This week I visited the Imperial War Museum London’s First World War Galleries. These galleries tell us the stories of the men and women who fought, lived and died one hundred years ago. Through the personal stories and objects on display in what was once Bedlam Hospital, we learn about the hardships and the horror on the front line and the lives of the loved ones left behind.
A place to remember
The Imperial War Museum (IWM), or as it was known then, the National War Museum, was founded on 5 March 1917 while the First World War was still being fought. From this moment, the museum deployed staff to collect stories, images and objects from the ongoing war in an attempt to capture this hugely significant part of our history for future generations.
During the Second World War IWM continued its collecting and went on to acquire artifacts from this period which are on display in its Second World War displays and Holocaust Galleries.
An active resource
Interestingly, a number of First World War items were removed from display and used to support the Second World War effort. After the evacuation at Dunkirk in 1940 a shortage of equipment led to a number of items being enlisted and returning to military service. The museum did refuse to return some items, however, owing to their historically important nature, such as the gun from HMS Chester – the gun used by Jack Cornwell, the Victoria Cross winning boy sailor.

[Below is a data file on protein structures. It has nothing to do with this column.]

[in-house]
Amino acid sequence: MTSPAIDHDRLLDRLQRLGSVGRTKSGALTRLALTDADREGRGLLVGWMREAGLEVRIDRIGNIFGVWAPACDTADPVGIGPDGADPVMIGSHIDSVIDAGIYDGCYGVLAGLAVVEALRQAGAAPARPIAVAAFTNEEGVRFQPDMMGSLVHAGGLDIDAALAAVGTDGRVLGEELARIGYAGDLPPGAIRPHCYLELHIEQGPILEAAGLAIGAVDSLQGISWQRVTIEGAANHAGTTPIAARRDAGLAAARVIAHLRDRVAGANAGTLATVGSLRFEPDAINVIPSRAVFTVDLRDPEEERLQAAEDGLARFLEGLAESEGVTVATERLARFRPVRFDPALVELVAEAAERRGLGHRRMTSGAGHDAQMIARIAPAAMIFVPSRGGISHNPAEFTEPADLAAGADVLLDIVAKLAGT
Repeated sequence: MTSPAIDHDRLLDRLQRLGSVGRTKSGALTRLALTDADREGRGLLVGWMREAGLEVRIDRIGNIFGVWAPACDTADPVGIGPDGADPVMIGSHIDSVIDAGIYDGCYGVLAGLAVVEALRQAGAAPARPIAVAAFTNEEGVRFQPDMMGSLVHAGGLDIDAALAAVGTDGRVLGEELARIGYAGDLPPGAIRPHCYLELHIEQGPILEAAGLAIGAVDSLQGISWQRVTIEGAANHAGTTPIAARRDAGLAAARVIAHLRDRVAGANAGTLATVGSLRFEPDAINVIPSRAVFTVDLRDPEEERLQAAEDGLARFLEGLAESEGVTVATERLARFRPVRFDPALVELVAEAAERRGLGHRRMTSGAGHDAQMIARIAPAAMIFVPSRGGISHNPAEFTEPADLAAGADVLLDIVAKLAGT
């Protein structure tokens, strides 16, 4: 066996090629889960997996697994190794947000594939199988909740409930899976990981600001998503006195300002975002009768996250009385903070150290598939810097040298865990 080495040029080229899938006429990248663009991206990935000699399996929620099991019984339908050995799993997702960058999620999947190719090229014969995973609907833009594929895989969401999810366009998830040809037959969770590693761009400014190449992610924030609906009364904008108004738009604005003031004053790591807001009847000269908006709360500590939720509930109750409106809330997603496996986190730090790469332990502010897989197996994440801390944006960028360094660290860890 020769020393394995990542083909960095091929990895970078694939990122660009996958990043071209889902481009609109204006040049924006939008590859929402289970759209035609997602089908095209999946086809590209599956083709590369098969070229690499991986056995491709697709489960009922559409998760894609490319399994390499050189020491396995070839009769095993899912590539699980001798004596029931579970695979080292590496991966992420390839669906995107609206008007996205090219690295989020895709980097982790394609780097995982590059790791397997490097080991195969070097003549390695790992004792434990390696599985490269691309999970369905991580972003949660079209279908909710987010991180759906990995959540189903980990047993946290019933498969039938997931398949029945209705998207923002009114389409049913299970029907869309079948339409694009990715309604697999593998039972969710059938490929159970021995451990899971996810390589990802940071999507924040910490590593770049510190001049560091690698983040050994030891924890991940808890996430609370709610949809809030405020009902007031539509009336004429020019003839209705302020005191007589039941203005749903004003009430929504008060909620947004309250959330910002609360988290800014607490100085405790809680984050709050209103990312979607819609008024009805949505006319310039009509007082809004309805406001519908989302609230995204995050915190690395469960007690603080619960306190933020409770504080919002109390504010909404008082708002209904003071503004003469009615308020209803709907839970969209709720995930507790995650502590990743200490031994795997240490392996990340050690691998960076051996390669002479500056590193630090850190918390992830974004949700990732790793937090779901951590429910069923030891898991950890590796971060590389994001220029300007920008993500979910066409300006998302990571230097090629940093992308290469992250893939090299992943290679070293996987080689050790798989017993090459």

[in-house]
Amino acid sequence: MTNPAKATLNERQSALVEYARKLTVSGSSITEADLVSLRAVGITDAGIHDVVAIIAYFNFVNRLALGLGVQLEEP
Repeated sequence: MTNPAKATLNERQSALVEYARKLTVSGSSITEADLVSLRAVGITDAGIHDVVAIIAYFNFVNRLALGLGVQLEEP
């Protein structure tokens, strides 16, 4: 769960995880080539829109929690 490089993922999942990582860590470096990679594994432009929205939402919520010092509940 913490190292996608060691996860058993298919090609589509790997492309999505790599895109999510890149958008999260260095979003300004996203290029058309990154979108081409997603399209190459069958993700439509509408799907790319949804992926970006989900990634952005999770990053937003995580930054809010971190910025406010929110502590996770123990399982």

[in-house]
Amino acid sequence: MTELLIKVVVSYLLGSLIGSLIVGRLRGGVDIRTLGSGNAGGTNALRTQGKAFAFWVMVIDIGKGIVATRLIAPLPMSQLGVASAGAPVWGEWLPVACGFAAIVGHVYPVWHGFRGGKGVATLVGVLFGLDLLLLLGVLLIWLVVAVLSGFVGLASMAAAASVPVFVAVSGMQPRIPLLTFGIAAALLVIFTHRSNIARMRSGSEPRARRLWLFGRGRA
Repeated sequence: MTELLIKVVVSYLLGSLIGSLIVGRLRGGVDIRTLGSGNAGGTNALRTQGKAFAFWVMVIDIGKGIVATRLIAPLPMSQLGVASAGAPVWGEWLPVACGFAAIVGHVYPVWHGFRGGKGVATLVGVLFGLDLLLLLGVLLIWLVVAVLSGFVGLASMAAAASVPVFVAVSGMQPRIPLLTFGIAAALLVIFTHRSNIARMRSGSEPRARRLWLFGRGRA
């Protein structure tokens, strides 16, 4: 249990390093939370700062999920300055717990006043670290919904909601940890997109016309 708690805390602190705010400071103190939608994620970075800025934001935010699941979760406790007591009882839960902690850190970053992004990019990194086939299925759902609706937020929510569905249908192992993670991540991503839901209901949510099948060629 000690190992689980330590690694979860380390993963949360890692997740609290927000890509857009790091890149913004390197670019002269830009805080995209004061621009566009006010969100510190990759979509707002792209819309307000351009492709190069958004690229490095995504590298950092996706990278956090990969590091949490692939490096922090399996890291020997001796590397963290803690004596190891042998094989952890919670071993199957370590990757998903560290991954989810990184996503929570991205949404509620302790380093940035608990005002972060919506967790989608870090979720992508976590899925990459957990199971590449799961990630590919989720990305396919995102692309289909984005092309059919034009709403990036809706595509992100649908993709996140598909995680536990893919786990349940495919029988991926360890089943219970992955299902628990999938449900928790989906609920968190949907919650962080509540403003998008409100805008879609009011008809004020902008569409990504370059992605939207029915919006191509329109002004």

Put the past in context
IWM continues to collect stories, images and film footage of current conflicts in an attempt to help us understand how war affects not only those who are on the front line, but our culture, society, technology and economy.
Throughout history, events and individuals have shaped the world and how we see it. It is important that items and documents that help us understand significant moments in history are preserved for future generations, thanks to our world-class museums sector.
Our national museums hold important records of our nation’s rich and varied history. They tell tales of the long forgotten past and keep alive our collective knowledge. As we mark the final year of the centenary of the First World War, the collections at IWM take on a more poignant note. This reminds us of the importance of why on 11 November every year we stop and stand silent in reflection for two minutes.